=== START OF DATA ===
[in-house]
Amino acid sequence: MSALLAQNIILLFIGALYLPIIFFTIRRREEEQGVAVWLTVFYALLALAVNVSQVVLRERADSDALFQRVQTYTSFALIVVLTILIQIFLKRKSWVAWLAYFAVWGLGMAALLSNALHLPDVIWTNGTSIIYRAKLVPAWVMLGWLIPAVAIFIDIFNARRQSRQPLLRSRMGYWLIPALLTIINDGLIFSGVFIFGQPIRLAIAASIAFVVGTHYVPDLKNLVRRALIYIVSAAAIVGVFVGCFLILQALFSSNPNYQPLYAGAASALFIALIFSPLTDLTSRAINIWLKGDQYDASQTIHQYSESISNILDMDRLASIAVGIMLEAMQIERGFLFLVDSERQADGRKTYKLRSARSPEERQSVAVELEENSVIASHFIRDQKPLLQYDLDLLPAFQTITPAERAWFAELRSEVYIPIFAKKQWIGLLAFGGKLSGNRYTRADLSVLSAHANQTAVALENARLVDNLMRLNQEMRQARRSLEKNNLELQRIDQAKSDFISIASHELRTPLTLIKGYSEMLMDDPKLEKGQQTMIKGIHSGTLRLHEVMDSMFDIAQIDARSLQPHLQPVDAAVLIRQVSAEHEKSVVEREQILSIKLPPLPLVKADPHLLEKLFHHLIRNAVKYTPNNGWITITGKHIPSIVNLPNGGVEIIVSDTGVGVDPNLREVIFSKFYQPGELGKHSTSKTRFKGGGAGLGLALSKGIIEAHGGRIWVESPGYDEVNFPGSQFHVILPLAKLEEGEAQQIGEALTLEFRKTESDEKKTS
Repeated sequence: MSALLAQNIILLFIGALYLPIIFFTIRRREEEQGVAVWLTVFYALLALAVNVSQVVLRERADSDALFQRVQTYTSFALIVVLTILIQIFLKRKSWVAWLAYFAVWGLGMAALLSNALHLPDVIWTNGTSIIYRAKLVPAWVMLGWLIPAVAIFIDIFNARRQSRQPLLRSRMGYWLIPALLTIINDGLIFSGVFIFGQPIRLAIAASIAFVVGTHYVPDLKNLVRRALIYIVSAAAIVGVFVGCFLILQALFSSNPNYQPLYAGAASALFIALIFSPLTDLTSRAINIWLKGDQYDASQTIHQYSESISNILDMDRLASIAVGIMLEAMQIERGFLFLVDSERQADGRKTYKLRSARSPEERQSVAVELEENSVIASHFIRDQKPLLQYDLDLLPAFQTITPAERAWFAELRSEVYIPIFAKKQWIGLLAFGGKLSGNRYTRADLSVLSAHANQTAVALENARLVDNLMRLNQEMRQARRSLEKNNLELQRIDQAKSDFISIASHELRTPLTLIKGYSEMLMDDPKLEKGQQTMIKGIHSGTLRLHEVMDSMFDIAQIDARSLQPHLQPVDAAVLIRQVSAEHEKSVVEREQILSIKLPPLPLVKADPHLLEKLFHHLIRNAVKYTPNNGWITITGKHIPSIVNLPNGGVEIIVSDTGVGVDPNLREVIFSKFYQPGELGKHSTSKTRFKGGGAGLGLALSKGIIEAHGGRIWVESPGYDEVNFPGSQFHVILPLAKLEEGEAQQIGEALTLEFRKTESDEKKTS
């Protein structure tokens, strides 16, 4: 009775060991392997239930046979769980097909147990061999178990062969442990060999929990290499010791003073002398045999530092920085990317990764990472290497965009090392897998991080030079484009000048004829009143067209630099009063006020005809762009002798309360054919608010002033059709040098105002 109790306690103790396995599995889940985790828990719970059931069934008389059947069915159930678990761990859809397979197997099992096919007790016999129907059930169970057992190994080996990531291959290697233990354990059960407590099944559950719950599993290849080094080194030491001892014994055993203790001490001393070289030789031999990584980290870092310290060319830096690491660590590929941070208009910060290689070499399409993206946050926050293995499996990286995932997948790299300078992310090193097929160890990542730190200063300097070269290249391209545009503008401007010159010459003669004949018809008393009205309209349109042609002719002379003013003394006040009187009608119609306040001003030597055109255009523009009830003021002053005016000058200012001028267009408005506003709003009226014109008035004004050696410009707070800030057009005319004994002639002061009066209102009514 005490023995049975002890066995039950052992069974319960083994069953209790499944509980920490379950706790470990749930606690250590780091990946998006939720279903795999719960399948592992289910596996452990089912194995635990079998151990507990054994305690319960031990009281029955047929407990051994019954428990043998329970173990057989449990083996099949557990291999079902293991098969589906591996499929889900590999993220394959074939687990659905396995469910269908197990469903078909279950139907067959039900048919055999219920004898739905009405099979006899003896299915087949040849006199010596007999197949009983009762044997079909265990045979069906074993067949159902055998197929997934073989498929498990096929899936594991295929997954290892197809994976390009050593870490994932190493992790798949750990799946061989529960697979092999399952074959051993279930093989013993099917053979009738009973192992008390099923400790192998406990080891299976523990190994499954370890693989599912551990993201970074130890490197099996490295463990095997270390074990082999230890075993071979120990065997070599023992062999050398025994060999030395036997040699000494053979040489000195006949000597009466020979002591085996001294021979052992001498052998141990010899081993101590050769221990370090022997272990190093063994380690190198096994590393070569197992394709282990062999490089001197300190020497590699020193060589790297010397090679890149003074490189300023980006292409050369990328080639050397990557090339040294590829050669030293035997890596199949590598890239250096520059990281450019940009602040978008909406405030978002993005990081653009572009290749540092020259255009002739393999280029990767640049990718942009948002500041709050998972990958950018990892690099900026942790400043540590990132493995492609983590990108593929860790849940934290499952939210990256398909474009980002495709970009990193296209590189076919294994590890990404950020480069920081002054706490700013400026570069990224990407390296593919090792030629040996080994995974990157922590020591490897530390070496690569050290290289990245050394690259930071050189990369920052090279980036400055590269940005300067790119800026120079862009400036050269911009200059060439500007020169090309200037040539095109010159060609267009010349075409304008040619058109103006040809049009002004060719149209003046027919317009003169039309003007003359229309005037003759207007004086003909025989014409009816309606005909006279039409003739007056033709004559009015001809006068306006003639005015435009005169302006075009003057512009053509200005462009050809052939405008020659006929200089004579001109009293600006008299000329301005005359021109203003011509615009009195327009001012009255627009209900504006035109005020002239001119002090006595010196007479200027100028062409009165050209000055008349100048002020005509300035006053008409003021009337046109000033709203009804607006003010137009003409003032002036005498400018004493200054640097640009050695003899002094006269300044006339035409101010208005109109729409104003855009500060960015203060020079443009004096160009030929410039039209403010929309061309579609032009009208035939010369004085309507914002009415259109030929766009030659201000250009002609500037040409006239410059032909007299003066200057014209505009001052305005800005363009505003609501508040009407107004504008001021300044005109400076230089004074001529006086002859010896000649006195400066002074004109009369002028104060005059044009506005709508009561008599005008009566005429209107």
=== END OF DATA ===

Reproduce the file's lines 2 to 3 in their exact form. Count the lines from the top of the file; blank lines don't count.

Amino acid sequence: MSALLAQNIILLFIGALYLPIIFFTIRRREEEQGVAVWLTVFYALLALAVNVSQVVLRERADSDALFQRVQTYTSFALIVVLTILIQIFLKRKSWVAWLAYFAVWGLGMAALLSNALHLPDVIWTNGTSIIYRAKLVPAWVMLGWLIPAVAIFIDIFNARRQSRQPLLRSRMGYWLIPALLTIINDGLIFSGVFIFGQPIRLAIAASIAFVVGTHYVPDLKNLVRRALIYIVSAAAIVGVFVGCFLILQALFSSNPNYQPLYAGAASALFIALIFSPLTDLTSRAINIWLKGDQYDASQTIHQYSESISNILDMDRLASIAVGIMLEAMQIERGFLFLVDSERQADGRKTYKLRSARSPEERQSVAVELEENSVIASHFIRDQKPLLQYDLDLLPAFQTITPAERAWFAELRSEVYIPIFAKKQWIGLLAFGGKLSGNRYTRADLSVLSAHANQTAVALENARLVDNLMRLNQEMRQARRSLEKNNLELQRIDQAKSDFISIASHELRTPLTLIKGYSEMLMDDPKLEKGQQTMIKGIHSGTLRLHEVMDSMFDIAQIDARSLQPHLQPVDAAVLIRQVSAEHEKSVVEREQILSIKLPPLPLVKADPHLLEKLFHHLIRNAVKYTPNNGWITITGKHIPSIVNLPNGGVEIIVSDTGVGVDPNLREVIFSKFYQPGELGKHSTSKTRFKGGGAGLGLALSKGIIEAHGGRIWVESPGYDEVNFPGSQFHVILPLAKLEEGEAQQIGEALTLEFRKTESDEKKTS
Repeated sequence: MSALLAQNIILLFIGALYLPIIFFTIRRREEEQGVAVWLTVFYALLALAVNVSQVVLRERADSDALFQRVQTYTSFALIVVLTILIQIFLKRKSWVAWLAYFAVWGLGMAALLSNALHLPDVIWTNGTSIIYRAKLVPAWVMLGWLIPAVAIFIDIFNARRQSRQPLLRSRMGYWLIPALLTIINDGLIFSGVFIFGQPIRLAIAASIAFVVGTHYVPDLKNLVRRALIYIVSAAAIVGVFVGCFLILQALFSSNPNYQPLYAGAASALFIALIFSPLTDLTSRAINIWLKGDQYDASQTIHQYSESISNILDMDRLASIAVGIMLEAMQIERGFLFLVDSERQADGRKTYKLRSARSPEERQSVAVELEENSVIASHFIRDQKPLLQYDLDLLPAFQTITPAERAWFAELRSEVYIPIFAKKQWIGLLAFGGKLSGNRYTRADLSVLSAHANQTAVALENARLVDNLMRLNQEMRQARRSLEKNNLELQRIDQAKSDFISIASHELRTPLTLIKGYSEMLMDDPKLEKGQQTMIKGIHSGTLRLHEVMDSMFDIAQIDARSLQPHLQPVDAAVLIRQVSAEHEKSVVEREQILSIKLPPLPLVKADPHLLEKLFHHLIRNAVKYTPNNGWITITGKHIPSIVNLPNGGVEIIVSDTGVGVDPNLREVIFSKFYQPGELGKHSTSKTRFKGGGAGLGLALSKGIIEAHGGRIWVESPGYDEVNFPGSQFHVILPLAKLEEGEAQQIGEALTLEFRKTESDEKKTS